Valentine’s Day Message

I’ve never written about fruit before, and certainly never in a stream-of-consciousness format. But the truth is, from inside my mysterious government office (in which I am forever cocooned), I’ve decided to take up fruit-eating; not so much as a new and exciting tradition, but more as a way to fill an emptiness inside my heart.

A word of advice, however: if you’re looking to fill the emptiness inside your soul, it’s not a great idea to go for the admittedly tempting discounted cup of fruit at the entrance to the nearby supermarket. Because then you will be purposely filling your heart with unsatisfactory fructose, when really, your heart could instead be enriched by fruit picked off the tree of elsewhere.

In my defense, the emptiness in someone’s soul is not something that easily goes away, even when there’s a nearby supermarket. It’s Valentine’s Day after all, and many people would argue that empty souls are traditional filled and stuffed by St Valentine’s eternal mystery; that of human sexual connection, something I like to call ‘the fruit of lust’.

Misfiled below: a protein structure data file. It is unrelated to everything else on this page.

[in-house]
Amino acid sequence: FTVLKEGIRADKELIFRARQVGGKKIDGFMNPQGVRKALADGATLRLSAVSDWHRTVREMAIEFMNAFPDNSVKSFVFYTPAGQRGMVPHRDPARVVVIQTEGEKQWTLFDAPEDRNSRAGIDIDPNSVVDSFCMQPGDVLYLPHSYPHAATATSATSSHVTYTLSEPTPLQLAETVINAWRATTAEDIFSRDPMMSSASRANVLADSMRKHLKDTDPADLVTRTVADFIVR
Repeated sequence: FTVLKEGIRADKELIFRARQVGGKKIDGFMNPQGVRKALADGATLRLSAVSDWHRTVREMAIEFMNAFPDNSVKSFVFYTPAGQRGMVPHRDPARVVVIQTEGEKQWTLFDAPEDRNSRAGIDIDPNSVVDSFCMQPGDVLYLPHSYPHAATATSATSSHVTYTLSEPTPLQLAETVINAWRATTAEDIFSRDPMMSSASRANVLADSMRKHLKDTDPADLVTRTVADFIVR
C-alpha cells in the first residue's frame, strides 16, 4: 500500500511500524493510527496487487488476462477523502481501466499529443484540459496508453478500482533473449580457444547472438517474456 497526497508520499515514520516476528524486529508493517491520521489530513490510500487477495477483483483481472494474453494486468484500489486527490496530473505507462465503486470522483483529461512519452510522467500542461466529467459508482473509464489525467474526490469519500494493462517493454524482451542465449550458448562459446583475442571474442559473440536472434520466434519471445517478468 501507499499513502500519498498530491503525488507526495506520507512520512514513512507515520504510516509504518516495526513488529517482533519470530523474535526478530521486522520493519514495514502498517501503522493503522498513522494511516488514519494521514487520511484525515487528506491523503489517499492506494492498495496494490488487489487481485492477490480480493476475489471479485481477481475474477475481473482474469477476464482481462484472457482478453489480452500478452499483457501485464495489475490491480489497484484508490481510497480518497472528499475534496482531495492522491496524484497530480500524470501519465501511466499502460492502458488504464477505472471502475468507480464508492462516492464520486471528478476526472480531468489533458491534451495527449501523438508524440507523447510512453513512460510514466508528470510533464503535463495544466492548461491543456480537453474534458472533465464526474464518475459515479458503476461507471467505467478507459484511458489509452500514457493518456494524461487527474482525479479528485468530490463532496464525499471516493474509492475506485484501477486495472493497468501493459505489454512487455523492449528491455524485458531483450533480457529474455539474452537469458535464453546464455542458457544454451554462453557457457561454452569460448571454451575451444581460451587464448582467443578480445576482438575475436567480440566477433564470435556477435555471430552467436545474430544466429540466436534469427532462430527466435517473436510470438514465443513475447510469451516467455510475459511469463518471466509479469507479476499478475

And so, for those whom lust’s rich fructose has no place to call itself home, allow PlanetVondelpark to soothe your deepest wounds, to breath heavily along your neck, and to remind you of the small but sweet kisses on the back of your neck (again) that you have admittedly never experienced, but which for someone like you (especially you) have felt all too real.

Happy Valentine’s Day.

The Japanese Jesus Conspiracy: Visiting the Christ Festival in Japan’s Aomori Prefecture

Recently I decided to attend the Christ Festival in Japan’s Aomori Prefecture, a ceremony which celebrates the strange notion that Jesus lived and died in Japan.

Recently I decided to attend the Christ Festival in Japan’s Aomori Prefecture, a ceremony which celebrates the strange notion that Jesus lived and died in Japan.

Held early on a Sunday morning, the Christ Festival seemed strangely unchristian; instead the entire service came across as remarkably Japanese. But when you learn the story behind this myth, everything becomes quite a lot clearer.

I was also lucky enough to spend some time with the local villagers of Shingo Village, some of whom ran ‘Christ-Stop’, a convenience store devoted to selling Japanese Jesus-related products.

So yes, it’s all a bit confusing. But watch the video below and you’ll see that, well, it all makes sense in a strange way. Don’t forget to let me know what you think and please subscribe. Praise Japanese Jesus.